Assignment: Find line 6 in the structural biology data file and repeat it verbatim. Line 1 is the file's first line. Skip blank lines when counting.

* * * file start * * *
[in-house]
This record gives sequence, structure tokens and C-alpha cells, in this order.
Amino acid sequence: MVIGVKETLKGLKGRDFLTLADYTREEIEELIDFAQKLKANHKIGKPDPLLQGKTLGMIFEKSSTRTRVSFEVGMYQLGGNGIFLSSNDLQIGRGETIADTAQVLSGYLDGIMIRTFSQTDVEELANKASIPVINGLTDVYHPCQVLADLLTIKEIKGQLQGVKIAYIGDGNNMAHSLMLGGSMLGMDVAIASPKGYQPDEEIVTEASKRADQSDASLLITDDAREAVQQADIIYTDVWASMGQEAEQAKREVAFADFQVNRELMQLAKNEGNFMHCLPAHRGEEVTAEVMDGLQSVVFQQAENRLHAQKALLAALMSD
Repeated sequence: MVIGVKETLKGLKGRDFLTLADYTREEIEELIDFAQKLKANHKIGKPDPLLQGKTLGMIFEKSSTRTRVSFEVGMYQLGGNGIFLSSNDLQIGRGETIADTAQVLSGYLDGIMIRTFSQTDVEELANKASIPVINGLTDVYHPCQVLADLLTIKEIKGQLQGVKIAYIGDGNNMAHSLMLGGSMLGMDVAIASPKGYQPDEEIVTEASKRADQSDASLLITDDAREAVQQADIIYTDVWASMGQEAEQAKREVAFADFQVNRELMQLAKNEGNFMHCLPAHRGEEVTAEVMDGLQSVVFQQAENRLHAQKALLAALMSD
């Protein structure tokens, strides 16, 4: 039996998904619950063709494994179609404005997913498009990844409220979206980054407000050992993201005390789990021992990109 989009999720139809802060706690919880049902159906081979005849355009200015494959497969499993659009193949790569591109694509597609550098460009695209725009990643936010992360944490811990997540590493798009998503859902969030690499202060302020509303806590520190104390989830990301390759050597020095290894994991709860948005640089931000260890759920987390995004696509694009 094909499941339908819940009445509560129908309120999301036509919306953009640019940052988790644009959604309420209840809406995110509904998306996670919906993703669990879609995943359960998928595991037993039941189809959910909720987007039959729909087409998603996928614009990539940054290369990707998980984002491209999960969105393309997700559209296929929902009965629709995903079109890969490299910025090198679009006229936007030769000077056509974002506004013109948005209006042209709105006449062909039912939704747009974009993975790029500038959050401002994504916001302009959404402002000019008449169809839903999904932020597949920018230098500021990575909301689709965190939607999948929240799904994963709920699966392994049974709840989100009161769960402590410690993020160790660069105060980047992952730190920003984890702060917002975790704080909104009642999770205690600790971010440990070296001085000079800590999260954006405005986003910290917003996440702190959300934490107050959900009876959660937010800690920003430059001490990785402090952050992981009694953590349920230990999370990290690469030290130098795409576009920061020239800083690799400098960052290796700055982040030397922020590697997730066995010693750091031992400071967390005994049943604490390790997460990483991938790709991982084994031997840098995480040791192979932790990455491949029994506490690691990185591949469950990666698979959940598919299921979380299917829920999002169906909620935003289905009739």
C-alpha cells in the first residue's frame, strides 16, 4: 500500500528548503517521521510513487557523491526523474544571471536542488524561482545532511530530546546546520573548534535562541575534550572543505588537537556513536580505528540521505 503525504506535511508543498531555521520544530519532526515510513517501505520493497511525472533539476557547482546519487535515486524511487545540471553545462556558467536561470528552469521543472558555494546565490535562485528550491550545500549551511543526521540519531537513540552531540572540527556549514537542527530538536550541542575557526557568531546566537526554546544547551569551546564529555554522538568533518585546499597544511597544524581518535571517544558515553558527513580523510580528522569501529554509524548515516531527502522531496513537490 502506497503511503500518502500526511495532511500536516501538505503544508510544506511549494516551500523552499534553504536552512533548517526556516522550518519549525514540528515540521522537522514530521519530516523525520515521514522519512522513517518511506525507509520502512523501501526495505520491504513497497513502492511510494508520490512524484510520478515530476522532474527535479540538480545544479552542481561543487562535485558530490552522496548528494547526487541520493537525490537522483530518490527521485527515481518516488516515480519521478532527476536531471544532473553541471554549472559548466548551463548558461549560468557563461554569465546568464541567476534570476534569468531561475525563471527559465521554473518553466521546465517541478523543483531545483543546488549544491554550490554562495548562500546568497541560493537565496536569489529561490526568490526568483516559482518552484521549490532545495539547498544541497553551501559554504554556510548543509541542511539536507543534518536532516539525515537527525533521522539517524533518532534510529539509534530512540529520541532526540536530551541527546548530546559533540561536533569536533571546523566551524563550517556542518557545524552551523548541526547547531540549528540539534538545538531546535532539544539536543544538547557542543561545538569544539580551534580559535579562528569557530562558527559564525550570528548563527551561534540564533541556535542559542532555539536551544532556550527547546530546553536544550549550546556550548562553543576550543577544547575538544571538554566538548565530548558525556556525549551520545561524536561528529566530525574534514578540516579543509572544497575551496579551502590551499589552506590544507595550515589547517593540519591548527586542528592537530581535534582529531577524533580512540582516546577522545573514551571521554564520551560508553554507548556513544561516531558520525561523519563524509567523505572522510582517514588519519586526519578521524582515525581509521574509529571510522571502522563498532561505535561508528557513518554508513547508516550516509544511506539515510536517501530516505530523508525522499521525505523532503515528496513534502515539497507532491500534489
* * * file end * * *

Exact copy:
C-alpha cells in the first residue's frame, strides 16, 4: 500500500528548503517521521510513487557523491526523474544571471536542488524561482545532511530530546546546520573548534535562541575534550572543505588537537556513536580505528540521505 503525504506535511508543498531555521520544530519532526515510513517501505520493497511525472533539476557547482546519487535515486524511487545540471553545462556558467536561470528552469521543472558555494546565490535562485528550491550545500549551511543526521540519531537513540552531540572540527556549514537542527530538536550541542575557526557568531546566537526554546544547551569551546564529555554522538568533518585546499597544511597544524581518535571517544558515553558527513580523510580528522569501529554509524548515516531527502522531496513537490 502506497503511503500518502500526511495532511500536516501538505503544508510544506511549494516551500523552499534553504536552512533548517526556516522550518519549525514540528515540521522537522514530521519530516523525520515521514522519512522513517518511506525507509520502512523501501526495505520491504513497497513502492511510494508520490512524484510520478515530476522532474527535479540538480545544479552542481561543487562535485558530490552522496548528494547526487541520493537525490537522483530518490527521485527515481518516488516515480519521478532527476536531471544532473553541471554549472559548466548551463548558461549560468557563461554569465546568464541567476534570476534569468531561475525563471527559465521554473518553466521546465517541478523543483531545483543546488549544491554550490554562495548562500546568497541560493537565496536569489529561490526568490526568483516559482518552484521549490532545495539547498544541497553551501559554504554556510548543509541542511539536507543534518536532516539525515537527525533521522539517524533518532534510529539509534530512540529520541532526540536530551541527546548530546559533540561536533569536533571546523566551524563550517556542518557545524552551523548541526547547531540549528540539534538545538531546535532539544539536543544538547557542543561545538569544539580551534580559535579562528569557530562558527559564525550570528548563527551561534540564533541556535542559542532555539536551544532556550527547546530546553536544550549550546556550548562553543576550543577544547575538544571538554566538548565530548558525556556525549551520545561524536561528529566530525574534514578540516579543509572544497575551496579551502590551499589552506590544507595550515589547517593540519591548527586542528592537530581535534582529531577524533580512540582516546577522545573514551571521554564520551560508553554507548556513544561516531558520525561523519563524509567523505572522510582517514588519519586526519578521524582515525581509521574509529571510522571502522563498532561505535561508528557513518554508513547508516550516509544511506539515510536517501530516505530523508525522499521525505523532503515528496513534502515539497507532491500534489